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What Made British Airways Ban Dogs?

What Made British Airways Ban Dogs?
Jackie Reddy

British Airways has banned dogs for the time being. The decision came after a pet was shipped in the wrong-sized crate. While this is, specifically, a ban on dogs traveling in the cargo hold, British Airways does not allow dogs or any other pets to travel in the cabin as emotional support animals. 

What Happened?

We’re not really sure. All British Airways has said is that a dog was transported in the wrong-sized crate. They have made it clear that the dog was unharmed, but that’s as specific as their public statement gets. What they are clear about is the ban.  Speaking on the suspension, a BA spokesperson said, “We take the responsibility of transporting and caring for animals traveling with us extremely seriously. We have temporarily suspended bookings pending our investigation.”

You can read more about this on British Airways’ official page on Travelling With a Service Animal.

Image Source: British Airways

Seriously, What Happened?

When it comes to containers, British Airways gets very specific about size. While you can’t fly your pet with British Airways at the moment, you can read more about the guidelines on live animal transport here. But, we imagine that there would have to be a big discrepancy in approved size for British Airways to ban pets altogether. 

If we’re forced to assume, our best guess would be that the crate was much too small and that the dog who incited the incident was in danger. Or, maybe the crate was too large and the dog escaped. Whatever happened, we imagine that this ban will stay in place until British Airways gives some additional training to staff members who are in charge of approving animals for travel.

View Comments (5)


  1. JoeDTW

    January 9, 2020 at 6:27 am

    GOOD! Now, if only airlines in the USA would do likewise, and also ban all dogs except seeing eye dogs from the cabins of passenger aircraft.

  2. amanuensis


    January 9, 2020 at 8:42 am

    “If we’re forced to assume, our best guess would be that the crate was much too small …. Or, maybe the crate was too large …” Given that BA said that a dog was transported in a “wrong sized” cage, I think it safe to assume that cage was either too big or too small. So did the article really need to state the obvious?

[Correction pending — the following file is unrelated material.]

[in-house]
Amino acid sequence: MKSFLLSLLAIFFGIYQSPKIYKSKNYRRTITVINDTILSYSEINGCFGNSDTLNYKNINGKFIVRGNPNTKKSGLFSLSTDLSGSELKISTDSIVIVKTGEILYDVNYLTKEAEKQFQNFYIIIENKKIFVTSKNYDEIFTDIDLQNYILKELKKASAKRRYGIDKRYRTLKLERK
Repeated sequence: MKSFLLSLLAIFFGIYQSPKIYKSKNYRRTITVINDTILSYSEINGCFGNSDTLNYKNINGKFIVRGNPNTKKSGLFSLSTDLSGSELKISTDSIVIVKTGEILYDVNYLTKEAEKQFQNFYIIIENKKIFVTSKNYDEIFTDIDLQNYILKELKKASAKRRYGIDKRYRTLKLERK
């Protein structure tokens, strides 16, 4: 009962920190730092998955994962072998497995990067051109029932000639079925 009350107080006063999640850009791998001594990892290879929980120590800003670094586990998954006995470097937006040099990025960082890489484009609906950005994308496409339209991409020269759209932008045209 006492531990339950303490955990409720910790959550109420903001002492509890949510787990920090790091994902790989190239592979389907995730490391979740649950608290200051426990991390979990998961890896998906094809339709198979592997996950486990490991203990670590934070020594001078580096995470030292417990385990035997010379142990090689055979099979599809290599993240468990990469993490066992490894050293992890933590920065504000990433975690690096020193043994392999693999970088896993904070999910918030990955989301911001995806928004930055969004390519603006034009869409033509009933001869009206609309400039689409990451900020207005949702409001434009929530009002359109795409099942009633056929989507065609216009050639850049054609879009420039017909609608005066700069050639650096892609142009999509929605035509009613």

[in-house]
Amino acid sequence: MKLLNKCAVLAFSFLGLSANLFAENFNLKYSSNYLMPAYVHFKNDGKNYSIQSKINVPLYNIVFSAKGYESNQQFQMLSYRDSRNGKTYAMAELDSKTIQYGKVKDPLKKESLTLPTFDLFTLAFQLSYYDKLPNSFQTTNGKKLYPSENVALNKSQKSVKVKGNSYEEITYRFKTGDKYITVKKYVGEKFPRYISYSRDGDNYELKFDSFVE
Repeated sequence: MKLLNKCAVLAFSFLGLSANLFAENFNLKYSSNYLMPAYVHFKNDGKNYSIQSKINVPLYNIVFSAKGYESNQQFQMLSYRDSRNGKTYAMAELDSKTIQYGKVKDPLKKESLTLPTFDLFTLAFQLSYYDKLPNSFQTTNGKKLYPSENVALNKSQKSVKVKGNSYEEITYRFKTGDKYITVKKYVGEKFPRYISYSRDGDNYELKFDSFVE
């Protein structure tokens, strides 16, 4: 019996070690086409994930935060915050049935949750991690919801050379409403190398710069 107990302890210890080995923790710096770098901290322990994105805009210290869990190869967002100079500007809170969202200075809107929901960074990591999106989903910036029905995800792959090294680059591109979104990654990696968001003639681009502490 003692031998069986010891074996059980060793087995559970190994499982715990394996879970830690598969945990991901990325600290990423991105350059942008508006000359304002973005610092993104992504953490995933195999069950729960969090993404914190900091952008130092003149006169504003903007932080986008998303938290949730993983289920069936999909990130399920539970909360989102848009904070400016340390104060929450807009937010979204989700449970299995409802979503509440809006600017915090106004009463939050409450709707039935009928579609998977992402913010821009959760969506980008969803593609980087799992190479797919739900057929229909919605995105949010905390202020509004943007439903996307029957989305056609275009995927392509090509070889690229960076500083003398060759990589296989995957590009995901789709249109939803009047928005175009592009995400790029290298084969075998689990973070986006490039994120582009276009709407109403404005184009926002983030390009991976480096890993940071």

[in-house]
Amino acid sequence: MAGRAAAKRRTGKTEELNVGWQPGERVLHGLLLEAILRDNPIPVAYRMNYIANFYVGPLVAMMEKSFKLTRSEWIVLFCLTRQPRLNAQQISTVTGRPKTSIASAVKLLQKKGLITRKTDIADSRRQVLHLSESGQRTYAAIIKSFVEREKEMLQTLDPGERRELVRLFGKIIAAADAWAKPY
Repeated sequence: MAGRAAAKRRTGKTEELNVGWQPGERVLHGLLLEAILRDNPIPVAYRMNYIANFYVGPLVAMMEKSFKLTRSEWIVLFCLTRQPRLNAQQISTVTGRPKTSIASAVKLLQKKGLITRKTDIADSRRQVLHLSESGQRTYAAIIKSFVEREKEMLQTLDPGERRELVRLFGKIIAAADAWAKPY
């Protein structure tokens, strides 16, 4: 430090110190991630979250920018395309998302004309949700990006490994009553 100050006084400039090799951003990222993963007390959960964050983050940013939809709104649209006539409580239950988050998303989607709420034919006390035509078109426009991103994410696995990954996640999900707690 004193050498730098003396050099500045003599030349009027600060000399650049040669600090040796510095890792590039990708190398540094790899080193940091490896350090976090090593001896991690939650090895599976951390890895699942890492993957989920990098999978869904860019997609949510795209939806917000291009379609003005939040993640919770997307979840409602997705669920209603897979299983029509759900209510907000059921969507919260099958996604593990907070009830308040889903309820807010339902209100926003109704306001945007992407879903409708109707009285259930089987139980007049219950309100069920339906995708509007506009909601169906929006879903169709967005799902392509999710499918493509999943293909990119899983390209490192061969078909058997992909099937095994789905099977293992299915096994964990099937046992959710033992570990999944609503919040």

3. Fonsini

    January 11, 2020 at 2:46 pm

    This “emotional support” for the snowflakes has gotten way out of hand – vets with PTSD and seeing eye dogs only. Grandma can live without Mr.Squiggles for a few hours.

  4. MimiB22

    January 12, 2020 at 5:23 am

    I am sick and tired of people trying to pass off their pets as necessary for emotional support on flights. I was seated next to a woman and her ill behaved, excited dog. She took the dog out of it’s carrier immediately after take off, putting it in her lap, but allowed it to drool and jump on me, and at one point, it scratched and snagged my sweater. I asked the woman to please put her dog in it’s carrier, but she wouldn’t. The FA who seemed to think the dog was cute and also declined to make the woman put it in her carrier. Luckily the flight was only two hours. Ban them all, except genuine service animals who are well trained and don’t cause problems.

  5. FEasy

    January 14, 2020 at 6:17 am

    “…maybe the crate was too large and the dog escaped”. Hmm, I don’t think escaping is the concern here. After all, a plane is a flying crate too and the animal won’t escape from that easily. No, my bet is on the crate being too large and, rather than escaping, the dog was shaken around in it, maybe came out with a limp or something. It’s no coicidence that the requirements make it a relavively tight fit.

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